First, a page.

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US wants smart transportation, needs smarter security

The recent cyberattack through an IoT botnet paints a scary picture of what our connected future could hold for some. One thing is clear – sales weigh more in manufacturers’ opinion than security and privacy.

The progress hackers have made in the past years is disturbing. The increasing popularity of smart devices creates a high number of entry points and vulnerabilities that could trigger sophisticated attacks, leaving infrastructures completely exposed.

As risks rise when smart cities are involved, security measures need to be taken immediately to prevent IoT exploits and to prevent high-volume attacks such as the one on KrebsOnSecurity. The discovery that a 12-year old vulnerability on OpenSSH allows hackers to turn IoT devices into proxies doesn’t improve trust in smart devices either.

Following the success of the Smart City Challenge, U.S. Transportation Secretary Anthony Foxx has just announced $65 million in grants for local communities to improve transportation through tech innovation.

“From automated vehicles to connected infrastructure to data analytics, technology is transforming how we move around our country, and some of the most exciting innovation is happening at the local level,” Foxx said. “These grants will enable cities and rural communities to harness new technologies to tackle hard problems like reducing congestion, connecting people to mass transit, and enhancing safety.”

Will smart cities be any smarter about security, since the framework will be built around the same connected devices and sensors that obviously lack basic security?

Soon enough we won’t be able to live without IoT, and this comes with a bunch of challenges. Security specialists warn attacks in this sector will most likely rise in the near future, in part due to the precious data they collect – energy usage, purchasing habits, demographics and daily activities.

Once hackers attack a smart city’s infrastructure, they will make off with the stolen data to sell to third parties or blackmail local governments to get it back. Either way, big challenges are coming in the security sector for everyone involved – manufacturers, consumers and lawmakers.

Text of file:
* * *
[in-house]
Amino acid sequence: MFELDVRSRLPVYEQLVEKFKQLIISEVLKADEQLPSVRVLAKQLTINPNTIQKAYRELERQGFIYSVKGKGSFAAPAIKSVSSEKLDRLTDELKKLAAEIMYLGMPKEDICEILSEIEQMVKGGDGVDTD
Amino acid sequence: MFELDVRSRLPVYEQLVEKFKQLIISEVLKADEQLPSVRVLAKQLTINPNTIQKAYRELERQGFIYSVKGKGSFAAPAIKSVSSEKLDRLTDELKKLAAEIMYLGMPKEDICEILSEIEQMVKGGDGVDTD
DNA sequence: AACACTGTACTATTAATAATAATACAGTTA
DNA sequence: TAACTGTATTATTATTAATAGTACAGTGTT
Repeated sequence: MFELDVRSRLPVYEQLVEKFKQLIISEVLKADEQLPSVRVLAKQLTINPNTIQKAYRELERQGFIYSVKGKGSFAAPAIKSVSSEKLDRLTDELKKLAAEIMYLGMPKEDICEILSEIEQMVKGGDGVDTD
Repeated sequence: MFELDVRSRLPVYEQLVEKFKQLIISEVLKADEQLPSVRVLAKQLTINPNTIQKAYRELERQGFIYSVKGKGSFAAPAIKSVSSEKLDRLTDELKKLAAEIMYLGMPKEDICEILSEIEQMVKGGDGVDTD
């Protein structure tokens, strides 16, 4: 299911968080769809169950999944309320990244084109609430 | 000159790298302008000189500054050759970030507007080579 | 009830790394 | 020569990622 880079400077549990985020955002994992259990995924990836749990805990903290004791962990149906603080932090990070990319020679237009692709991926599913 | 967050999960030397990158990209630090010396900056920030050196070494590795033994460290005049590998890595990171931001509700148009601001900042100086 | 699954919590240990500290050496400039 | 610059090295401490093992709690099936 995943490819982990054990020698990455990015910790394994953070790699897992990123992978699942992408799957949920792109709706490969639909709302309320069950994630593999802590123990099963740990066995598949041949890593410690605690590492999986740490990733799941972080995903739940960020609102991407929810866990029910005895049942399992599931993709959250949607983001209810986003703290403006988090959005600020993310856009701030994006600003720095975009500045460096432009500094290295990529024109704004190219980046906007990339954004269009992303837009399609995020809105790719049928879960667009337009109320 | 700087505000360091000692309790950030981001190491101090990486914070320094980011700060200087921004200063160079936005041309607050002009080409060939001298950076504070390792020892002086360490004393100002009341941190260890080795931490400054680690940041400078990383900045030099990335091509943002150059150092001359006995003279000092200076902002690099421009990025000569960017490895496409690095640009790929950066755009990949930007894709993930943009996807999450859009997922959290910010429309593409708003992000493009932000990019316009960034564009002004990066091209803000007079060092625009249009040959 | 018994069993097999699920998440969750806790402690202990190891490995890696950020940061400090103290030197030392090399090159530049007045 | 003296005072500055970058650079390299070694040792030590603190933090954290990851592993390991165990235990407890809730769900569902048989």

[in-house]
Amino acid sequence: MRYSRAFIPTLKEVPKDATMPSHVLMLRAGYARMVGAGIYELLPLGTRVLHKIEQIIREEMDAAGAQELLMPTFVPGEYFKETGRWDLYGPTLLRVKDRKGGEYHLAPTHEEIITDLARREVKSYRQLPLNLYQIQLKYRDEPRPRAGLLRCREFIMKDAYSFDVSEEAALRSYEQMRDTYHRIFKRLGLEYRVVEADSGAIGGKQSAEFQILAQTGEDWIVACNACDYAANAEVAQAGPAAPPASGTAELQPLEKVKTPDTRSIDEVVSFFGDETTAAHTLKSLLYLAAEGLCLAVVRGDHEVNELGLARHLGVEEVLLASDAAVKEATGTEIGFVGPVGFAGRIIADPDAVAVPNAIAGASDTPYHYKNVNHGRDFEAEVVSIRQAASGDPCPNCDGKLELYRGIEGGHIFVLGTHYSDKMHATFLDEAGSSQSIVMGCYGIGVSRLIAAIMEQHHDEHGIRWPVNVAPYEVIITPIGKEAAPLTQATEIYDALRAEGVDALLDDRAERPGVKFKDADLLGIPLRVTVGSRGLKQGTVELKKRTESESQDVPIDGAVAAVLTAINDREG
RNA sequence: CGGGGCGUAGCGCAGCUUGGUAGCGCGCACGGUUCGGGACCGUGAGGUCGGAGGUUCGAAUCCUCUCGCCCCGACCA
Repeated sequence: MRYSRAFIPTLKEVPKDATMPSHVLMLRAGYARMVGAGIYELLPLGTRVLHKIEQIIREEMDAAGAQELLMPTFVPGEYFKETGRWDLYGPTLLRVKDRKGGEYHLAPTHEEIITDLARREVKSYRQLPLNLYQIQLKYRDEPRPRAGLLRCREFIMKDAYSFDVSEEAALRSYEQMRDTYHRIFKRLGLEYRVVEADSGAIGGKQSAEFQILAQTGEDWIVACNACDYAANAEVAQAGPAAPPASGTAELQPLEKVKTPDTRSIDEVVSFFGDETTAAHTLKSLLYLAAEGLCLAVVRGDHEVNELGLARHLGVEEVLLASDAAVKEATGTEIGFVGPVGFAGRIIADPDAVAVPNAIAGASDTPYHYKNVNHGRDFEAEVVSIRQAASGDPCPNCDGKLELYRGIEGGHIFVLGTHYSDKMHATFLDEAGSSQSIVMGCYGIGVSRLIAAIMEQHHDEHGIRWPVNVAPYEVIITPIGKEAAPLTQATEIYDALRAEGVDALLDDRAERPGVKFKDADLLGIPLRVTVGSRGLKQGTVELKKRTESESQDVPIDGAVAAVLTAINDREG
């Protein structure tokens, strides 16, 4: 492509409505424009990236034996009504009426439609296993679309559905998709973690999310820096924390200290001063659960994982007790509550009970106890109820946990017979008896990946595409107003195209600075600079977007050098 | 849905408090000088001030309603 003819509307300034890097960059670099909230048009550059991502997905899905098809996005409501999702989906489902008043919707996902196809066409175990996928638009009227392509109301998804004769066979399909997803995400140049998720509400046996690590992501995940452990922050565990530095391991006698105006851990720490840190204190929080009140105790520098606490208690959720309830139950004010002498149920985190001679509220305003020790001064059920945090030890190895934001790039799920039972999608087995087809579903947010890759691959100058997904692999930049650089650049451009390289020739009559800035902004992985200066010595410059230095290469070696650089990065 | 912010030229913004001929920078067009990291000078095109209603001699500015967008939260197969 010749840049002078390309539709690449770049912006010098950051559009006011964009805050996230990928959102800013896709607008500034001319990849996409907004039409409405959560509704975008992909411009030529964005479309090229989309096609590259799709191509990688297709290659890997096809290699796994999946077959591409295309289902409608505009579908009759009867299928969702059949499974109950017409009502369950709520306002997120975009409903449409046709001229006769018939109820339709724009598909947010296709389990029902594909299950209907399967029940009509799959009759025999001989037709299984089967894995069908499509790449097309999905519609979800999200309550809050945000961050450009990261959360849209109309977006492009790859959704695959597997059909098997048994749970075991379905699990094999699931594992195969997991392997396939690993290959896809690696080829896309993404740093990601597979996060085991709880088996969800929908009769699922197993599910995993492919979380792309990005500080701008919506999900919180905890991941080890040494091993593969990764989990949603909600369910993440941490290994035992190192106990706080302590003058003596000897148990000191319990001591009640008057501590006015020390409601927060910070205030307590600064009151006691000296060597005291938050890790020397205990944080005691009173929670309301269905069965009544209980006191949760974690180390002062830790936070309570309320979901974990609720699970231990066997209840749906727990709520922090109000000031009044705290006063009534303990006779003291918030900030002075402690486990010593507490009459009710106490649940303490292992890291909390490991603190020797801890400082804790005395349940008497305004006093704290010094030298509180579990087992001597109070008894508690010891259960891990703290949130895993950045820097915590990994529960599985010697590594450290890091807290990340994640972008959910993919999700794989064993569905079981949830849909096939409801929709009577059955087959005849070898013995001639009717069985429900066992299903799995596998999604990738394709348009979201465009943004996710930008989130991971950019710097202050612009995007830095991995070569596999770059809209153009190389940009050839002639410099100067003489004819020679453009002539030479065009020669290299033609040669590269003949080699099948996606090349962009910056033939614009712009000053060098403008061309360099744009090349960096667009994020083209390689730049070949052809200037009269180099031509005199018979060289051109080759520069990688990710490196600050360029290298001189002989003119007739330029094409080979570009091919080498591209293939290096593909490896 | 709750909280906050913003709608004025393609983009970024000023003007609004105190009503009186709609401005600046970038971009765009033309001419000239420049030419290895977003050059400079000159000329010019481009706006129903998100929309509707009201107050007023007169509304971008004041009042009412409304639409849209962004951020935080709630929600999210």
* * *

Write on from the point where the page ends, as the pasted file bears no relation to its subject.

The real problem is that hackers can do so much more than just ‘hack’ a smart device – they will get into all the accounts and steal the data linked to it, from contacts, pictures, calendar and emails to financial information, or even break into your home by monitoring your surveillance system to know when you are out. Criminals can also interfere with the city’s traffic sensors to cause accidents, as all smart devices can be turned into malware-spreading botnets.

About the author


From a young age, Luana knew she wanted to become a writer. After having addressed topics such as NFC, startups, and tech innovation, she has now shifted focus to internet security, with a keen interest in smart homes and IoT threats. Luana is a supporter of women in tech and has a passion for entrepreneurship, technology, and startup culture.

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  • I agree that with smart city and transportation, cyber security will be the biggest concern, as these days cybercrimes are way more dangerous. Due to the large number of connected devices that make up a smart city's digital infrastructure, enhanced security management for gateway devices, such as industrial control systems and IT systems, is critical to prevent data breach or leakage. Leakage of sensitive data can lead to a lock-down of critical services.

    A smart city framework deals with huge volumes of data that is generated as a result of communication between various interdependent subsystems and the interactions between devices and citizens. Protection of such private and sensitive information, especially citizen data, is of utmost importance. Further, any incident of data breach or data loss can damage citizens' perception of security in a smart city. Other information security concerns include interception of wireless data in transit between senders and receivers, leakage of confidential information, and viruses in devices such as sensors.